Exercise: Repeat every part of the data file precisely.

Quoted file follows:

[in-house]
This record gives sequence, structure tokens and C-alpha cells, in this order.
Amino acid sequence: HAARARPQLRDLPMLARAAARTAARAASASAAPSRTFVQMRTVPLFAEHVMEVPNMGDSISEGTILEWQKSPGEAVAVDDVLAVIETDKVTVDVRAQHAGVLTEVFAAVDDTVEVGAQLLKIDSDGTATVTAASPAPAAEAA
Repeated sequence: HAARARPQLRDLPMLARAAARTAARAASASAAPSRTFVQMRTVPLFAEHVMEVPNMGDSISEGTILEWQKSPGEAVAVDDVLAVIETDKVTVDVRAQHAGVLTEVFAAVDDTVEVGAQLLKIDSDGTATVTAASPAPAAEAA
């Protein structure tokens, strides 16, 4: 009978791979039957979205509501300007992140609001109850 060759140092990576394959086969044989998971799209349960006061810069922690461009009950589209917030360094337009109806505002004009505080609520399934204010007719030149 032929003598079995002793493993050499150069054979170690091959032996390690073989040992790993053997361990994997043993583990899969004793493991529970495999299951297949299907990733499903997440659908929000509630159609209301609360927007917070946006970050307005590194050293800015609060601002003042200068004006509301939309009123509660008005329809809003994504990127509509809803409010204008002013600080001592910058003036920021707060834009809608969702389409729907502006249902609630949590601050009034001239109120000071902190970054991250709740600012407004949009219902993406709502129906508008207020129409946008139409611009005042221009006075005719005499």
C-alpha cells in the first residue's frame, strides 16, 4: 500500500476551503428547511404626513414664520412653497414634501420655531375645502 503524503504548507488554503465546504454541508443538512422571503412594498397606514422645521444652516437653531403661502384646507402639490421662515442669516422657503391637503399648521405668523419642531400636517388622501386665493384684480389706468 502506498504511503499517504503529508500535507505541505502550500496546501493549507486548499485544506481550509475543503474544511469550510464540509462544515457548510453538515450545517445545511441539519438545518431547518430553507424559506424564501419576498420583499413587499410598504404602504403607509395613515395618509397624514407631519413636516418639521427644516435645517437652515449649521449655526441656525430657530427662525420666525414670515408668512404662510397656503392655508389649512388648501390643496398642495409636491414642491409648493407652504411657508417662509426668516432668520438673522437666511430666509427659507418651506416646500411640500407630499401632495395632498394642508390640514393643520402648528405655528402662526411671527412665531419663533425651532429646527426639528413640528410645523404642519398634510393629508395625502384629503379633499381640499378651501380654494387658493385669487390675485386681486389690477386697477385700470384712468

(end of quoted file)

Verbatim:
[in-house]
This record gives sequence, structure tokens and C-alpha cells, in this order.
Amino acid sequence: HAARARPQLRDLPMLARAAARTAARAASASAAPSRTFVQMRTVPLFAEHVMEVPNMGDSISEGTILEWQKSPGEAVAVDDVLAVIETDKVTVDVRAQHAGVLTEVFAAVDDTVEVGAQLLKIDSDGTATVTAASPAPAAEAA
Repeated sequence: HAARARPQLRDLPMLARAAARTAARAASASAAPSRTFVQMRTVPLFAEHVMEVPNMGDSISEGTILEWQKSPGEAVAVDDVLAVIETDKVTVDVRAQHAGVLTEVFAAVDDTVEVGAQLLKIDSDGTATVTAASPAPAAEAA
């Protein structure tokens, strides 16, 4: 009978791979039957979205509501300007992140609001109850 060759140092990576394959086969044989998971799209349960006061810069922690461009009950589209917030360094337009109806505002004009505080609520399934204010007719030149 032929003598079995002793493993050499150069054979170690091959032996390690073989040992790993053997361990994997043993583990899969004793493991529970495999299951297949299907990733499903997440659908929000509630159609209301609360927007917070946006970050307005590194050293800015609060601002003042200068004006509301939309009123509660008005329809809003994504990127509509809803409010204008002013600080001592910058003036920021707060834009809608969702389409729907502006249902609630949590601050009034001239109120000071902190970054991250709740600012407004949009219902993406709502129906508008207020129409946008139409611009005042221009006075005719005499």
C-alpha cells in the first residue's frame, strides 16, 4: 500500500476551503428547511404626513414664520412653497414634501420655531375645502 503524503504548507488554503465546504454541508443538512422571503412594498397606514422645521444652516437653531403661502384646507402639490421662515442669516422657503391637503399648521405668523419642531400636517388622501386665493384684480389706468 502506498504511503499517504503529508500535507505541505502550500496546501493549507486548499485544506481550509475543503474544511469550510464540509462544515457548510453538515450545517445545511441539519438545518431547518430553507424559506424564501419576498420583499413587499410598504404602504403607509395613515395618509397624514407631519413636516418639521427644516435645517437652515449649521449655526441656525430657530427662525420666525414670515408668512404662510397656503392655508389649512388648501390643496398642495409636491414642491409648493407652504411657508417662509426668516432668520438673522437666511430666509427659507418651506416646500411640500407630499401632495395632498394642508390640514393643520402648528405655528402662526411671527412665531419663533425651532429646527426639528413640528410645523404642519398634510393629508395625502384629503379633499381640499378651501380654494387658493385669487390675485386681486389690477386697477385700470384712468